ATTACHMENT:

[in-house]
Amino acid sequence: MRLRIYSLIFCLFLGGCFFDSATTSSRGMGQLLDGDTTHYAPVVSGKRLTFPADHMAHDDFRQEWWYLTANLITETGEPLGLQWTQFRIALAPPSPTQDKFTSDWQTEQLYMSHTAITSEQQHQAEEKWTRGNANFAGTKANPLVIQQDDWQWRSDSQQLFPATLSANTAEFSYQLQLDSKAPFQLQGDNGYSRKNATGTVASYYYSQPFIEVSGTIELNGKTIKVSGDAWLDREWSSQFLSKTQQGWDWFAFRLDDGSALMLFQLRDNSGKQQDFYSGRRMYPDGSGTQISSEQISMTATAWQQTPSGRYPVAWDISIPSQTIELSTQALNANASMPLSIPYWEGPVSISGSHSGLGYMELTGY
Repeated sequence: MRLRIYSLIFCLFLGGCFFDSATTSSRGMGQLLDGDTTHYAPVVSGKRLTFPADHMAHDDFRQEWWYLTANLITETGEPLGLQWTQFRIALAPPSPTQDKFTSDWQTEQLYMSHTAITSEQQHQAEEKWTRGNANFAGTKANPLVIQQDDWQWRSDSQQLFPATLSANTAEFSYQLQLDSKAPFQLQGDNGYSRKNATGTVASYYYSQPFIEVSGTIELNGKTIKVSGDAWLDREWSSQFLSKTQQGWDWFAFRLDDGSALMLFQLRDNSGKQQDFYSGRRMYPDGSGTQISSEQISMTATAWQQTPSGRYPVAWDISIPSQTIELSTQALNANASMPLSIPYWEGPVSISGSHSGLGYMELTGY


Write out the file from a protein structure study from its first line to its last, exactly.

[in-house]
Amino acid sequence: MRLRIYSLIFCLFLGGCFFDSATTSSRGMGQLLDGDTTHYAPVVSGKRLTFPADHMAHDDFRQEWWYLTANLITETGEPLGLQWTQFRIALAPPSPTQDKFTSDWQTEQLYMSHTAITSEQQHQAEEKWTRGNANFAGTKANPLVIQQDDWQWRSDSQQLFPATLSANTAEFSYQLQLDSKAPFQLQGDNGYSRKNATGTVASYYYSQPFIEVSGTIELNGKTIKVSGDAWLDREWSSQFLSKTQQGWDWFAFRLDDGSALMLFQLRDNSGKQQDFYSGRRMYPDGSGTQISSEQISMTATAWQQTPSGRYPVAWDISIPSQTIELSTQALNANASMPLSIPYWEGPVSISGSHSGLGYMELTGY
Repeated sequence: MRLRIYSLIFCLFLGGCFFDSATTSSRGMGQLLDGDTTHYAPVVSGKRLTFPADHMAHDDFRQEWWYLTANLITETGEPLGLQWTQFRIALAPPSPTQDKFTSDWQTEQLYMSHTAITSEQQHQAEEKWTRGNANFAGTKANPLVIQQDDWQWRSDSQQLFPATLSANTAEFSYQLQLDSKAPFQLQGDNGYSRKNATGTVASYYYSQPFIEVSGTIELNGKTIKVSGDAWLDREWSSQFLSKTQQGWDWFAFRLDDGSALMLFQLRDNSGKQQDFYSGRRMYPDGSGTQISSEQISMTATAWQQTPSGRYPVAWDISIPSQTIELSTQALNANASMPLSIPYWEGPVSISGSHSGLGYMELTGY